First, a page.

Cohabiting couples and inheritance
A question which unmarried couples should ask themselves is have they considered what happens to their Estate when they die, especially if they haven’t made a Will?
When you make a Will, you set out your final wishes as to how you would like to see your wealth and assets distributed, and who looks after your children, pets etc. Wills also cover other points such as whether you would like to be buried or cremated. When you die Intestate (without a valid Will) you leave a lot of uncertainty for loved ones at a very difficult time for them and it can cause disputes between them.
The Intestacy Rules do not make provisions for unmarried partners or those not in a civil partnership. The Intestacy Rules are complex, and you might be surprised by which family members could have a claim on your estate.
The Intestacy Rules entitle your spouse (if you are still married) to the first £270k of your estate with your children entitled to half of the rest and the remaining half to your spouse. On top of this, there might be Inheritance Tax (IHT) to pay on assets passing to the children. This can be especially complicated where there are children from previous relationships or even those whom the deceased has lost touch with.
For unmarried couples who own a home jointly, it will depend on how the property is held as to whether they will inherit their partner’s share. If the property is held as beneficial joint tenants at the time of the death, then the surviving partner will automatically inherit the other partner’s share. If it is held as tenants in common, the surviving partner does not automatically inherit the other person’s share.
Depending on the value of the deceased’s whole estate, there might also be Inheritance Tax to pay and that may mean the surviving partner has to sell the property to settle the IHT bill if there are no other available assets.
If an unmarried couple has a joint bank account, then the remaining partner will automatically inherit the whole amount when the first partner dies. Again, there might be IHT to pay depending on the value of the whole estate, as there are no tax-free allowances on assets passing between unmarried partners.
For other assets such as pensions, life insurance etc. it will depend on whether the asset is nominated, as to whether it will be included for IHT purposes which is why it is important to keep this information up to date.
Most pensions are written under a form of trust so typically fall outside of a persons’ estate for IHT if they are nominated to someone.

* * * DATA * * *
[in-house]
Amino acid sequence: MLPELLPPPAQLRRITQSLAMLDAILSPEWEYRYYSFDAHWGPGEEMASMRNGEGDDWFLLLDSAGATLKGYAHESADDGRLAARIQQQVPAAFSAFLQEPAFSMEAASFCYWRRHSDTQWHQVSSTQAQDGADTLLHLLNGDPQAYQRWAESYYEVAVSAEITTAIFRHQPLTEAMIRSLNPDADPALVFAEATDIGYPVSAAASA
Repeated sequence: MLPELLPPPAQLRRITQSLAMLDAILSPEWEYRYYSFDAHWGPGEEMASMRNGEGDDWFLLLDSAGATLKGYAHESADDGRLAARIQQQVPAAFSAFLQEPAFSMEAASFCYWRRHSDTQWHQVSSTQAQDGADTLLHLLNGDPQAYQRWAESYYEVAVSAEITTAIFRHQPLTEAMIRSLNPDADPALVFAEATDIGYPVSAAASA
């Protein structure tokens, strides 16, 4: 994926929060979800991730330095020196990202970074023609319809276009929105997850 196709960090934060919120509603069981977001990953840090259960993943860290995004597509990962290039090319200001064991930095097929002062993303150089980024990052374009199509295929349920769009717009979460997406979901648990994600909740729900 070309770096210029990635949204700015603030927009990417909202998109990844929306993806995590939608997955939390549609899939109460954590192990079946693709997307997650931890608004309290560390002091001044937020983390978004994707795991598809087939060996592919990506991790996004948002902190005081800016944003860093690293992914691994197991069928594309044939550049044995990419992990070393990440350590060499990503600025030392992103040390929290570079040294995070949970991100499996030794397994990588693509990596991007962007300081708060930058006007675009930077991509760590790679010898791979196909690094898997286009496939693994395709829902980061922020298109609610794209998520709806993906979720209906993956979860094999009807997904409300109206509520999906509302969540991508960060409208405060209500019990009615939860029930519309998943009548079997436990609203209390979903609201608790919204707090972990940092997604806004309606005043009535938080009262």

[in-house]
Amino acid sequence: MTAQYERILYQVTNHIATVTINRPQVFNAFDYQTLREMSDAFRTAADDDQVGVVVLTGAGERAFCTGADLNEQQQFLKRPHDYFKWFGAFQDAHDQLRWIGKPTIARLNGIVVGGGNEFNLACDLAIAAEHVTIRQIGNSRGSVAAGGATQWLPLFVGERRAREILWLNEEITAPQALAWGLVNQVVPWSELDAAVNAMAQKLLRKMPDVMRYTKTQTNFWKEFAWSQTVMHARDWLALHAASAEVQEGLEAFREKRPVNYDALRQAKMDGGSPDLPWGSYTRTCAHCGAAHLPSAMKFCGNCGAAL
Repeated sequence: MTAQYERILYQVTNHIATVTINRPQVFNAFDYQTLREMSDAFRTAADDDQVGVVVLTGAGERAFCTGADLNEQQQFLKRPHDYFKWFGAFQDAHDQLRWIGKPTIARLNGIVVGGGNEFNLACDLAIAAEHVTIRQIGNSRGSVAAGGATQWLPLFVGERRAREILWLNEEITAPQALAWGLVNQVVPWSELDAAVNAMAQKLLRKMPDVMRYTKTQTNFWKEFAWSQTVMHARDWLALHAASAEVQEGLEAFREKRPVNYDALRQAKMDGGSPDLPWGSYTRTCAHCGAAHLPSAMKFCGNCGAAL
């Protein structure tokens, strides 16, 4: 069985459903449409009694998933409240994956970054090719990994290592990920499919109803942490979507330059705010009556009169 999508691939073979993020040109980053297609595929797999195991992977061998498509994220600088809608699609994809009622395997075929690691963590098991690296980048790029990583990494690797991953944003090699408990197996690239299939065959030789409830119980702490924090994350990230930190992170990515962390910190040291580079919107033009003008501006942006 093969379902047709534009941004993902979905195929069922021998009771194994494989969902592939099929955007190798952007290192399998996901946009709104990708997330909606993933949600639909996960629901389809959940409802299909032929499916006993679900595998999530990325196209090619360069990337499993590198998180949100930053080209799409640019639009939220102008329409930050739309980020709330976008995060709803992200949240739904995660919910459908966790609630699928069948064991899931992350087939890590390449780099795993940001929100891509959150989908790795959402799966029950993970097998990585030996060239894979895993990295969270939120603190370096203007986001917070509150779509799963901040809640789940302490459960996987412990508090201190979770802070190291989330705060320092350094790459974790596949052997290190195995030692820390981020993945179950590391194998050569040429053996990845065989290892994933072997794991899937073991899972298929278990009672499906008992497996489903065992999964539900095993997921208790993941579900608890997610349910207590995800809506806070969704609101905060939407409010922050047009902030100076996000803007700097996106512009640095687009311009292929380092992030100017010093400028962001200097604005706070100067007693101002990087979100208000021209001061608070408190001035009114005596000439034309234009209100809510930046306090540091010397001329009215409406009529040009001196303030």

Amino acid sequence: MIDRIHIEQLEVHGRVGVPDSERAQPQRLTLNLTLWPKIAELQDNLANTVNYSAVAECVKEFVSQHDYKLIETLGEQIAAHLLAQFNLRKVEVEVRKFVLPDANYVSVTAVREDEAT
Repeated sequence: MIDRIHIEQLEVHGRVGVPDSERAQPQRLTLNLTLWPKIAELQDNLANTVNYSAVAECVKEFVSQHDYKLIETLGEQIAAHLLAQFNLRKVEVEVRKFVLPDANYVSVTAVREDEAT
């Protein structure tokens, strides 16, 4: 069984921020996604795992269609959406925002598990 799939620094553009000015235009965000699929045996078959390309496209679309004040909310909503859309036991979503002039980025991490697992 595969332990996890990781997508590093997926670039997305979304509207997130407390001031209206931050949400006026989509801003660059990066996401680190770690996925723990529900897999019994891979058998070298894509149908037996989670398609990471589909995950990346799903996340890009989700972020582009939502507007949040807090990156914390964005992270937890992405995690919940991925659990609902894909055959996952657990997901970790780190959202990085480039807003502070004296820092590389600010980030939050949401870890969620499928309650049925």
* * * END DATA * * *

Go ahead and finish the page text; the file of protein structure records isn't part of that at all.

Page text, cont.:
Unmarried couples are also reminded of the importance of appointing a guardian in their Will for their children or stepchildren.
A legal guardian can only be appointed by someone who has parental responsibility for the child (which might not be the person they live with). If you do not make a Will or have parental responsibility for the child, then the court will appoint someone on their behalf.
Children are not entitled to receive or accept a share of an estate until they reach the age of 18. Typically, if they are left something in a Will then provisions will be put in place, usually a Bare Trust, to look after their inheritance until they reach 18.
Where there is no Will, it will be the person with parental responsibility for the child who will be entitled to take control of the inheritance on their behalf until they are old enough to take the money for themselves.
When you make a Will, you will appoint a suitable person over the age of 18 to act as the Executor of your Will and they can be a Trustee over any Trusts within your Will or arise because you have a beneficiary who is under the age of attainment. You might choose to appoint a professional such as a solicitor to be the Executor and Trustee, and then separately appoint family members to be a guardian for the children. You can, however, appoint the same people to be Executors, Trustees and guardians of any minors.
Where a parent dies and there is no one with parental responsibility to look after their children, then the court would decide what is in the best interests of the child. The age of the child will determine how much of a say the child has in this process.
The Intestacy Rules clearly set out what happens to your Estate when you die and the procedure which is followed, but this is unlikely to reflect some of the complex family relationships people now have. It also doesn’t take into account any familial relationships you may have through marriage/re-marriage or reflect who has been close to you in your final years. For example, a niece by marriage who cares for an elderly uncle would not be entitled to a share of his estate if he died without making a Will.
Ultimately, and in rare circumstances, if you have no beneficiaries and die without making a Will and no surviving heirs can be traced (which is time consuming and costly) then your Estate passes to the Crown and the Treasury Solicitor will have control of the management of your estate.
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